Regardless of your business nature, there’s always a possibility more than one type of customer will buy your product and services. For example, baby garments prospects aren’t merely mothers. It could be an aunt looking to buy a dress for her niece or a friend wanting a gift for the new mother.
Knowing your prospect’s behavior will allow you to create targeted advertisements.
Strengthen your buyer persona to understand your customer’s needs.
10. Let Your Customers Advertise for You
Ever noticed Apple has practically little to no social media presence? In this age, where half of the world’s population actively uses social media, doesn’t it seem strange to you that a tech company avoids such a lucrative path?
The truth is, Apple doesn’t need it.
They let their customers spread the word. Type #apple on Twitter right now, and tons of user-generated apple promotions will appear on your timeline.
The thing is, Apple cares about the customer’s experience, which in turn makes its buyers happy.
Since a satisfied buyer always raves about the product on social media, Apple ultimately gains exposure through such means.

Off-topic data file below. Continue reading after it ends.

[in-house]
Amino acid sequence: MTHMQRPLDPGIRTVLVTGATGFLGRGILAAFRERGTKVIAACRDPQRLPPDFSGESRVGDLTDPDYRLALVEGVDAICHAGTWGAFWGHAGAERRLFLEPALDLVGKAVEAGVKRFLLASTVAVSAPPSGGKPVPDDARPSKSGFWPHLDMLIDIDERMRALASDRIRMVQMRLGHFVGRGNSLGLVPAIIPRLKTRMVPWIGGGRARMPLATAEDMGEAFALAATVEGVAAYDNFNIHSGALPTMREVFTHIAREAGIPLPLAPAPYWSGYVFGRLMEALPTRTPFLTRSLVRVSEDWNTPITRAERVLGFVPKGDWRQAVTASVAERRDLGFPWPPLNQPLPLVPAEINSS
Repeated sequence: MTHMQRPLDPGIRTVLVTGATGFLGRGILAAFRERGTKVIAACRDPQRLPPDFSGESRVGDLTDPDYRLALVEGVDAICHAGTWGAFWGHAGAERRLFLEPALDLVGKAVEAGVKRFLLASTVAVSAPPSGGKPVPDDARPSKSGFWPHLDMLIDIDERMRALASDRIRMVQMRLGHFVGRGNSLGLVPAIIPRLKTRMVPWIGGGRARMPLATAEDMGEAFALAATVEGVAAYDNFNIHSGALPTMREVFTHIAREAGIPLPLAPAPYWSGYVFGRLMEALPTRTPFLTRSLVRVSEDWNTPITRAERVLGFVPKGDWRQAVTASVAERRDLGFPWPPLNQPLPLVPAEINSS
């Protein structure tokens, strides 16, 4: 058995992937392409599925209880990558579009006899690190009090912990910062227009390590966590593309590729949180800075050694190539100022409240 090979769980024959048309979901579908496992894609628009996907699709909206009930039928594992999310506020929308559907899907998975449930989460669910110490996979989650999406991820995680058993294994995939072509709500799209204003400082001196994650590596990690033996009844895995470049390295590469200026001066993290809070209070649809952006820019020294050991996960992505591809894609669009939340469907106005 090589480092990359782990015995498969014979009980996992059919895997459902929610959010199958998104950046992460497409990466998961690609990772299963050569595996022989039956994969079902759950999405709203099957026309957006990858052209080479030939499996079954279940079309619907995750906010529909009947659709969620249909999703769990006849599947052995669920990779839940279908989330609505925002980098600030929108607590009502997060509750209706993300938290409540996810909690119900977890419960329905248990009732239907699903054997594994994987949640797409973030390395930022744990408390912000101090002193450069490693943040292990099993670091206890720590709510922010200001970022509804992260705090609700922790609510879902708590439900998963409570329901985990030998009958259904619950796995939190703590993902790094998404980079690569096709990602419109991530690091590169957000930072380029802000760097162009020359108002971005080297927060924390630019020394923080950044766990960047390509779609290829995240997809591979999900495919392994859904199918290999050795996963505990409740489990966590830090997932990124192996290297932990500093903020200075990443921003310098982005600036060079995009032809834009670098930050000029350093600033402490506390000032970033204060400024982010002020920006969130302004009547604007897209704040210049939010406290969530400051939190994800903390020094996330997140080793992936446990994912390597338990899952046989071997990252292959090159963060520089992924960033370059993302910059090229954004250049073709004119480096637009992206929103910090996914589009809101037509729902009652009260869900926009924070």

Customers are the best source of brand endorsement. People believe more in testimonials and likely to buy a product on a friend’s recommendation.
Leverage your customer testimonials to boost your brand credibility. You can offer a free product or Demo to gain high-qualified leads. You can also use word of mouth to attract paying customers.
Whatever method you choose, make sure it satisfies your buyer enough for them to recommend your product.
11. Build A Community
Apple has employed some amazing marketing tactics that have brought him nothing but success. But the one thing that gave him an uncontested position in the market was its ecosystem idea.
Apple follows a Vertical Integration strategy. It essentially gives their company control over every aspect of the buyer’s journey.
The moment you purchase an Apple device, you enter the Apple sphere.